Dr. Hayes received his B.A. (Biology) and M.S. (Applied Immunology) degrees from the University of Southern Maine, and his Ph.D. in Molecular Biology & Biochemistry from the University of Connecticut School of Medicine. He was a Walter Winchell-Damon Runyon Cancer Research Fund postdoctoral fellow at the Massachusetts Institute of Technology and joined the MCDB faculty in 2004.
The Hayes lab studies the molecular biology and biochemistry of prokaryotic ribonucleases that regulate gene expression and cell growth. The two main research interests revolve around the mechanisms of ribosome rescue and the function of cytotoxic nucleases encoded by contact-dependent growth inhibition (CDI) systems. Bacterial ribosome rescue is mediated by the transfer-messenger RNA (tmRNA) and alternative ribosome rescue (ArfA) quality control systems, which co-operate to maintain active ribosome pools. CDI systems are widely distributed throughout α, β and γ-proteobacteria and function in growth competition. Many of these systems deploy toxic nucleases that are delivered into the cytosol of susceptible target bacteria. We are interested in the mechanisms of nuclease delivery, activation and immunity during CDI.
Ruhe, Z. C., Subramanian, P., Song, K., Nguyen, J. Y., Stevens, T. A., Low, D. A., Jenson, G. J., and C. S. Hayes (2018) Programmed secretion arrest and receptor-triggered toxin export during antibacterial contact-dependent growth inhibition. Cell 175:921-933
Michalska, K., Gucinski, G. C., Garza-Sánchez, F., Johnson, P. M., Stols, L., Eschenfeldt, W. H., Babnigg, G., Low, D. A., Goulding, C. W., Joachimiak, A., and C. S. Hayes (2017) Structure of a novel antibacterial toxin that exploits elongation factor Tu to cleave specific tRNAs. Nucleic Acids Research 45:10306-10320
Ruhe, Z. C., Nguyen, J. Y., Xiong, J., Koskiniemi, S, Beck, C. M., Perkins, B. R., Low, D. A. and C. S. Hayes (2017) Toxic CdiA effectors recognize target bacteria using modular receptor-binding domains. mBio 8:e00290-17
Beck, C. M., Willett, J. L. E., Cunningham, D. A., Kim, J. J., Low, D. A. and C. S. Hayes (2016) CdiA effectors from uropathogenic Escherichia coli use heterotrimeric osmoporins as receptors to recognize target bacteria. PLOS Pathogens 12:e1005925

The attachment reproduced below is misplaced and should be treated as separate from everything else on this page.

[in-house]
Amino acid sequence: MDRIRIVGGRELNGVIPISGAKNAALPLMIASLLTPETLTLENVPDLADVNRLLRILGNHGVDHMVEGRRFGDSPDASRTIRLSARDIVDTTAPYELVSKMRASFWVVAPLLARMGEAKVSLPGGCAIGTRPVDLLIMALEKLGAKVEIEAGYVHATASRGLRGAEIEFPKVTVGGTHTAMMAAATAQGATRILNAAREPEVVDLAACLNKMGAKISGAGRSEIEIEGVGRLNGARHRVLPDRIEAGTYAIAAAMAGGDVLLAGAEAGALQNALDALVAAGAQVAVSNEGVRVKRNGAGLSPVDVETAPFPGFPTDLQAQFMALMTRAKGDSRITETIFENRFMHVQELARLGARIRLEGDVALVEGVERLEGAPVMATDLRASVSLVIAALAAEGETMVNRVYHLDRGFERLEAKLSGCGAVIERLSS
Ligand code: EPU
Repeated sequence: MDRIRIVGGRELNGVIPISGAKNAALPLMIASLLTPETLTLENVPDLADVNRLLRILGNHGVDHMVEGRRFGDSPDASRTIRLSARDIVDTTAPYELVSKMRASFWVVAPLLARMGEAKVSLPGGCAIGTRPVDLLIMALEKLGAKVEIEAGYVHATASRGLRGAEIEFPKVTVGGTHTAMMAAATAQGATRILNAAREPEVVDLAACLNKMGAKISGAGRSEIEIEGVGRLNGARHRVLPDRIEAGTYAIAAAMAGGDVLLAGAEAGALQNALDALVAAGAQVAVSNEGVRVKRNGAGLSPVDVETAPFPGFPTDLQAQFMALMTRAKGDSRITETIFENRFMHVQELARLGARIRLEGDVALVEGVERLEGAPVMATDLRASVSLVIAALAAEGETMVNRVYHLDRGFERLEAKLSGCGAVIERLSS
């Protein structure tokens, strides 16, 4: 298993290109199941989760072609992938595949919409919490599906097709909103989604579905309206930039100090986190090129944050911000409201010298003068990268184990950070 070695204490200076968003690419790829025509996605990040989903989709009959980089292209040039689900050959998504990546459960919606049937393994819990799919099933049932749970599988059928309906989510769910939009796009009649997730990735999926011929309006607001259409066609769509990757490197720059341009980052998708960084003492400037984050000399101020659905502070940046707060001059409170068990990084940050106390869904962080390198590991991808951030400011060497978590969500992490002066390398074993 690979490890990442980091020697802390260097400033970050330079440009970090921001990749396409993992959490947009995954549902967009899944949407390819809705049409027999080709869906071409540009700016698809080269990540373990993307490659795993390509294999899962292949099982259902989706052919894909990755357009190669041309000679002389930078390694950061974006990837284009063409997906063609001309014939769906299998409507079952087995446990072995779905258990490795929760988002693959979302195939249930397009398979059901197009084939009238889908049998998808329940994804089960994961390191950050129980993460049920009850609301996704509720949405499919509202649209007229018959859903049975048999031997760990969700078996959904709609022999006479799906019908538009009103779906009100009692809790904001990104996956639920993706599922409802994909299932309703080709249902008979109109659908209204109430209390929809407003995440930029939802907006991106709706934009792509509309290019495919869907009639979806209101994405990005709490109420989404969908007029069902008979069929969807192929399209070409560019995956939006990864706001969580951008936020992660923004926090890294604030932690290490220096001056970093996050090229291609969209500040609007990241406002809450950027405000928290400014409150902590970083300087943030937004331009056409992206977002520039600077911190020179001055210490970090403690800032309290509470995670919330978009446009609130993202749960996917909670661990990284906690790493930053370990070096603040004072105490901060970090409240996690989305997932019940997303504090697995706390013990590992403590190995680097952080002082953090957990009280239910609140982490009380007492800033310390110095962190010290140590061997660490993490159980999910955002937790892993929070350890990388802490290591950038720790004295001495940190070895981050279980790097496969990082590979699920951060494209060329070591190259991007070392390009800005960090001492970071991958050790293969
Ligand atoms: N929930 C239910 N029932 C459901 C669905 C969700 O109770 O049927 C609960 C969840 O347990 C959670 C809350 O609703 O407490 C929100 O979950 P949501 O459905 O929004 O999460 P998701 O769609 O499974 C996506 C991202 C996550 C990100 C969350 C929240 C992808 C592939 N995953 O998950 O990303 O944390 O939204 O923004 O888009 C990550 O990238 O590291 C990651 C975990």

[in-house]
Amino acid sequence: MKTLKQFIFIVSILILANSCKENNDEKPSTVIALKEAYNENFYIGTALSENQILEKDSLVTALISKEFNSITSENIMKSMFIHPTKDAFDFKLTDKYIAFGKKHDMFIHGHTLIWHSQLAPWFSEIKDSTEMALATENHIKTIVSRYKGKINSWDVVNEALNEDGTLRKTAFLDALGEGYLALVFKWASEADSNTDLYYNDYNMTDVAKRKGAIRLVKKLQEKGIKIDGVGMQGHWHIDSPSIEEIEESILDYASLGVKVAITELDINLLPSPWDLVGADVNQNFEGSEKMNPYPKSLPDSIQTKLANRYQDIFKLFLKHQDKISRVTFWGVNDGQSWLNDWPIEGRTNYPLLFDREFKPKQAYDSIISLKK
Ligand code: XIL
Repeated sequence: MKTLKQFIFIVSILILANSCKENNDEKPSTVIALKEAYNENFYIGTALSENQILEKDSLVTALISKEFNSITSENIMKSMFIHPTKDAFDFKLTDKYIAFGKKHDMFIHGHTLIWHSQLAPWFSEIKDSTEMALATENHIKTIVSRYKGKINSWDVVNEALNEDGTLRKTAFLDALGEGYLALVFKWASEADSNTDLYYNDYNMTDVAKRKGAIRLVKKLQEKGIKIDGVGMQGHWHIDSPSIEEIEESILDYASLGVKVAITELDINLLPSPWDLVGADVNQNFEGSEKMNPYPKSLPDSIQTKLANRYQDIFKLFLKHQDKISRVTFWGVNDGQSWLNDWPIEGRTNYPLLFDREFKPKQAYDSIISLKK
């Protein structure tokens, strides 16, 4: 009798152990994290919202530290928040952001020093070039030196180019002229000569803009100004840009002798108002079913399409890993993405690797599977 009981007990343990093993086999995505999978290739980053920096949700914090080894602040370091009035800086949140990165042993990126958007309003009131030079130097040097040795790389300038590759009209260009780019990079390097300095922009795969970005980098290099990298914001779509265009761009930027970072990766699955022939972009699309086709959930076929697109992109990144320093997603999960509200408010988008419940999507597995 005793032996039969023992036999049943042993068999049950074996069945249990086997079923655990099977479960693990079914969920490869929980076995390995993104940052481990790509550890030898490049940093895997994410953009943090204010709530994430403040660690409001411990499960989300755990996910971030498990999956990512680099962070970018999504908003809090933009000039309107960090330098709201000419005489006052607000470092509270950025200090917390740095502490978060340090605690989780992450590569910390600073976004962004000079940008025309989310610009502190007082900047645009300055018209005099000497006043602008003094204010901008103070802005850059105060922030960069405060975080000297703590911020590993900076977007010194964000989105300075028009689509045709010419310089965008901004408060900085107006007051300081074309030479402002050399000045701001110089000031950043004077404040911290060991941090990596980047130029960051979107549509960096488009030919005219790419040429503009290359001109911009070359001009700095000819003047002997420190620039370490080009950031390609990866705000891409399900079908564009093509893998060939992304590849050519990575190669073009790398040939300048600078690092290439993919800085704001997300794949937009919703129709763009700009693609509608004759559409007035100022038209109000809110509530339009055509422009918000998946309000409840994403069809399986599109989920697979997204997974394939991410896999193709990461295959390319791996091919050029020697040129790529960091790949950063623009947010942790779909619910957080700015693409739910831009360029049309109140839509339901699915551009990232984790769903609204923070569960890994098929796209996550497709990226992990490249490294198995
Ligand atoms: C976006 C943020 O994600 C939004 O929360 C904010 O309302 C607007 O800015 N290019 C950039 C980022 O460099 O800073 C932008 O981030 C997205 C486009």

Willett, J. L. E., Gucinski, G. C., Fatherree, J., Low, D. A., and C. S. Hayes (2015) Contact-dependent growth inhibition (CDI) toxins exploit multiple independent cell-entry pathways. Proceedings of the National Academy of Sciences U.S.A. 112:11341-11346
Ruhe, Z. C., Nguyen, J. Y., Beck, C. M., Low, D. A. and C. S. Hayes (2014) The proton-motive force is required for translocation of CDI toxins across the inner membrane of target bacteria. Molecular Microbiology 94:466-481
Beck, C. M., Morse, R. P., Cunningham, D. A., Iniquez, I., Low, D. A., Goulding, C. W. and C. S. Hayes (2014) CdiA from Enterobacter cloacae delivers a toxic ribosomal RNase into target bacteria. Structure 22:707-718
Koskiniemi, S., Lamoureux, J. G., Nikolakakis, K. C., t’Kint de Roodenbeke, C., Kaplan, M. D., Low, D. A. and C. S. Hayes (2013) Rhs proteins from diverse bacteria mediate intercellular competition. Proceedings of the National Academy of Sciences U.S.A. 110:7032-7037
Diner, E. J., Beck, C. M., Webb, J. S., Low, D. A. and C. S. Hayes (2012) Identification of a target cell permissive factor required for contact-dependent growth inhibition (CDI). Genes and Development 26:515-525
Aoki, S. K., Diner, E. J., t'Kint de Roodenbeke, C., Burgess, B. R., Poole, S. J., Braaten, B. A., Jones, A. M., Webb, J. S., Hayes, C. S., Cotter, P. A. and D. A. Low (2010) A widespread family of polymorphic contact-dependent toxin delivery systems in bacteria. Nature 468:439-442